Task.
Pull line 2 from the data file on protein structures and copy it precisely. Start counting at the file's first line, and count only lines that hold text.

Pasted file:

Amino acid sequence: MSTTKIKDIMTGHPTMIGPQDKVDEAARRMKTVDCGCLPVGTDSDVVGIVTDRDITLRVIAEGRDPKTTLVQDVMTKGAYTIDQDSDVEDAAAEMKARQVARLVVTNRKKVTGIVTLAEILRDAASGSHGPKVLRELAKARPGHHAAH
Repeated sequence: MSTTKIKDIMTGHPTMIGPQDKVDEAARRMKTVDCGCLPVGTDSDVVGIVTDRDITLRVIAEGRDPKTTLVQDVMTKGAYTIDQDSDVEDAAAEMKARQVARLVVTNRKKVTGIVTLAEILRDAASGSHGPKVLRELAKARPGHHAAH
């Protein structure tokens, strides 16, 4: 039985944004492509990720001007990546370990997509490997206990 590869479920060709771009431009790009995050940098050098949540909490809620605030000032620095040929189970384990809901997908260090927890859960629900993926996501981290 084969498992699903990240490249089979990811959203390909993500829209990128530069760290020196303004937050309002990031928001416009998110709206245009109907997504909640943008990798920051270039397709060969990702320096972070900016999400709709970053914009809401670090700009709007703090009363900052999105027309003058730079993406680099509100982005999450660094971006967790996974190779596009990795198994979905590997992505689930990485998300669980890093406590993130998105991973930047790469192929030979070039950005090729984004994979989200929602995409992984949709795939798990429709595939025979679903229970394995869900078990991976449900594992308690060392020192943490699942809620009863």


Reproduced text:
Repeated sequence: MSTTKIKDIMTGHPTMIGPQDKVDEAARRMKTVDCGCLPVGTDSDVVGIVTDRDITLRVIAEGRDPKTTLVQDVMTKGAYTIDQDSDVEDAAAEMKARQVARLVVTNRKKVTGIVTLAEILRDAASGSHGPKVLRELAKARPGHHAAH